A few notes: these are built for the full Raspbian Jessie image, so that’s what YoYo recommend using. The games require 256MB GPU RAM, more than the default value of 64MB, so you’ll need to change it: this is easily done by going to Menu > Preferences > Raspberry Pi Configuration and then the Performance tab, and changing the value for GPU Memory. YoYo mentioned that it seems you can’t have the new OpenGL driver enabled with these.

Most importantly, if you want to try these games – and we think you will – make sure you go to YoYo’s Raspberry Pi games page to download them and tell other people to get the games from there too, so YoYo can show their developers just how many Raspberry Pi gamers are out there. They’d love to encourage the GameMaker community to make more great games available for the Pi, so they really want to see players represented in the download count.

What are you waiting for? Download, play, enjoy, and tell everyone you know!

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Star Wars Carnival (no spoilers!)

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We went to see The Force Awakens on Friday. (Short review: it’s terrific and you should go and see it.) The comments here are a spoiler-free zone: comments which give away any of the plot will be removed.

There are few things I enjoy more at a fairground than a shooting gallery. (This is because they’re one of the few carnival games I can be guaranteed to beat Eben at.)

Koldo Santisteban likes Star Wars and shooting galleries too, so he combined the two in a home-built party game.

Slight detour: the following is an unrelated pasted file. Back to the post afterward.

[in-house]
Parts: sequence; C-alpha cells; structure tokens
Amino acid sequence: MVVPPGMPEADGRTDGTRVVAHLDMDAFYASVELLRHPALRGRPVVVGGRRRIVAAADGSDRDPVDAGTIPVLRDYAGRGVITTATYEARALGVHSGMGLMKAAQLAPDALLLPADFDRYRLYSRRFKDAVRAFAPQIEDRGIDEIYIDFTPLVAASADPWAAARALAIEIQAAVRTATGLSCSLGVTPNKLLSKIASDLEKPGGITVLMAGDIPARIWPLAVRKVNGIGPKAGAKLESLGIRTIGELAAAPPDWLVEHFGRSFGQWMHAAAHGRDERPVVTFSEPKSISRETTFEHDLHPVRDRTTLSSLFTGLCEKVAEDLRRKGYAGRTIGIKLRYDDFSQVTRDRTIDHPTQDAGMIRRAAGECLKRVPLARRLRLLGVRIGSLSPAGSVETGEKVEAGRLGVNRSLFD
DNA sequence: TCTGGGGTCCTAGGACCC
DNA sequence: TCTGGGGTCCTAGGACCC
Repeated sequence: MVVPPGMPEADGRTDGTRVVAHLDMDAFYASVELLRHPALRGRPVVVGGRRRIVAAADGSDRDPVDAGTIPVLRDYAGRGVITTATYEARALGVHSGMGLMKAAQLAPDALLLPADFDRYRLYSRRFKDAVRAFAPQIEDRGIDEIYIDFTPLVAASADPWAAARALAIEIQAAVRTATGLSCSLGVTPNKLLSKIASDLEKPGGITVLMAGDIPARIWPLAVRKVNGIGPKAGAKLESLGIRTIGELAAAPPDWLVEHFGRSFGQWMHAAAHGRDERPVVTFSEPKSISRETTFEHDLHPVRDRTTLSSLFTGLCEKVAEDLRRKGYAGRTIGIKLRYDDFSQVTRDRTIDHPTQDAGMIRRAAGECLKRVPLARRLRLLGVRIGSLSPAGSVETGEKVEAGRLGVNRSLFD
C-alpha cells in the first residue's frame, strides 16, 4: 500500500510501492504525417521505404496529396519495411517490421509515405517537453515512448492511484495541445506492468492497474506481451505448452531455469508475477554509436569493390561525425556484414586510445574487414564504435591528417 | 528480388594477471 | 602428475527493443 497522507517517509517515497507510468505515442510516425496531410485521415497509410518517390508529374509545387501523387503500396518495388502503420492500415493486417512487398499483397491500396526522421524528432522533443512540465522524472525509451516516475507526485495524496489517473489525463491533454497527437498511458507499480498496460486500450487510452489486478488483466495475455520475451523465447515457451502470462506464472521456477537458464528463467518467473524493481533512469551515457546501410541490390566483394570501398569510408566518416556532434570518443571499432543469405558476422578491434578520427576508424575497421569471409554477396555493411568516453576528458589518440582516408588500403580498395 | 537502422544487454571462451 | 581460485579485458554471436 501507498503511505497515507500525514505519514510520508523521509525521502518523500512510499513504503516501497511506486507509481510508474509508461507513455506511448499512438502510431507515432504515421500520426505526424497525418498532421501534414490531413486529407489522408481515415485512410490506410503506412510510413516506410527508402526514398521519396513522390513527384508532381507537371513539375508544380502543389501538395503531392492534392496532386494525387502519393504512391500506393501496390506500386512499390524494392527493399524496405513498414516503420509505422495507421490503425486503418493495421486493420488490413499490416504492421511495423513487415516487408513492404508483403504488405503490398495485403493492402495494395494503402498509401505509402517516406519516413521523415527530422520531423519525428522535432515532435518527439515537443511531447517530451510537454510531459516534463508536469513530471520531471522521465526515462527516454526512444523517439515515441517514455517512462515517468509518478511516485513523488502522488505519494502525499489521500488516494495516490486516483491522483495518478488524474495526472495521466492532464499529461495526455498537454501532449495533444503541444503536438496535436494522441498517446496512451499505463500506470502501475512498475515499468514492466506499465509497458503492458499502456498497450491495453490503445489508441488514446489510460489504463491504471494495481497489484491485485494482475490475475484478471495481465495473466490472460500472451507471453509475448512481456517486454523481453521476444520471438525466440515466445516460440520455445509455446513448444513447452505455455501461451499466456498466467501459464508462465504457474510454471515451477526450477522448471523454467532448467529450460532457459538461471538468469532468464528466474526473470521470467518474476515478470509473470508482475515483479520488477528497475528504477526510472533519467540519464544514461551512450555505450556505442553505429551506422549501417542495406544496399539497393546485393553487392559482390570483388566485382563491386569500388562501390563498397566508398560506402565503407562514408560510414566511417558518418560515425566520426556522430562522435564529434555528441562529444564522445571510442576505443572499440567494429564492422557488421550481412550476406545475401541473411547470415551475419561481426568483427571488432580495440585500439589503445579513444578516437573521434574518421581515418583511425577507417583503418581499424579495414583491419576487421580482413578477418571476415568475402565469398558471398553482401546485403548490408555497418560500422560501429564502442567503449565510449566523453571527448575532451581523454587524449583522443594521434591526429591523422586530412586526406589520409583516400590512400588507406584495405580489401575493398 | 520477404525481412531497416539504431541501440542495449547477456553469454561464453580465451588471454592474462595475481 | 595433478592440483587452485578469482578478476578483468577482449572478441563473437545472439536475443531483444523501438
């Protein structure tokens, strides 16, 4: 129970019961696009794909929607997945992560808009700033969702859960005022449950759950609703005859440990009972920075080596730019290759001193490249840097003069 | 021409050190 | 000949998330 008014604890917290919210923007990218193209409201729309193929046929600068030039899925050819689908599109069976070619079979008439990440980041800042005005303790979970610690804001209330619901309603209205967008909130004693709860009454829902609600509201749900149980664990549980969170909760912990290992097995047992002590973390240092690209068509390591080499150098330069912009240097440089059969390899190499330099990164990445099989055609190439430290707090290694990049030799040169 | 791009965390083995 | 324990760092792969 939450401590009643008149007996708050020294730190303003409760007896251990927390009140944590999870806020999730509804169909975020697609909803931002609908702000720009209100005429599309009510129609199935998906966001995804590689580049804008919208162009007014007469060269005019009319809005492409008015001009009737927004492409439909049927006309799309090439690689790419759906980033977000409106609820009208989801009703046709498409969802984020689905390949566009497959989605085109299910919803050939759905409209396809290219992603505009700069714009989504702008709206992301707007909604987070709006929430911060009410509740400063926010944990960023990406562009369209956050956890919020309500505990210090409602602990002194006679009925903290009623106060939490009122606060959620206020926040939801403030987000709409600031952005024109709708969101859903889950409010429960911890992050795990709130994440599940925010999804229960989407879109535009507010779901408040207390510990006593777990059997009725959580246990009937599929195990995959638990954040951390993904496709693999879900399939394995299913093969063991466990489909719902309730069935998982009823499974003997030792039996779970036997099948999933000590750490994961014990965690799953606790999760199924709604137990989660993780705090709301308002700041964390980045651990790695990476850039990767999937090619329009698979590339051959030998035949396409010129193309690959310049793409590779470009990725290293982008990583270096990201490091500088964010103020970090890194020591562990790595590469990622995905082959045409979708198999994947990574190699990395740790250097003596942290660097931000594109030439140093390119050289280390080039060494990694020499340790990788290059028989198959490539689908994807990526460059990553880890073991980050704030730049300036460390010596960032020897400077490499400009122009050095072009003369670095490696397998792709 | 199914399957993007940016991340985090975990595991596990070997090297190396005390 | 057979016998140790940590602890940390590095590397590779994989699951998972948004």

Star Wars Carnival

My project for Bilbao Maker Faire. For more info please visit my blog http://testingandfixing.tumblr.com/post/135368933819/star-wars-carnival

(If I’d been making this, each of those targets would have had JAR-JAR BINKS’ FACE on them.)

There are only five targets in this build, but it’s infinitely expandable, so if you make your own you can add more. Each target is managed by an Arduino, which controls a servo motor and an infrared receiver. A Raspberry Pi manages the information from the targets, keeping score, assigning sounds to each target and speeding things up as the game progresses.

You’re given a fixed amount of time to play in. Each target makes a different noise when hit. To stop people using the gun in a machine gun style, it has been programmed to “overheat” (or, more accurately, vibrate and blink) if someone keeps the trigger depressed.

Details about the build are available at Koldo’s blog – he’s asking those interested in making their own who need further instructions to contact him there.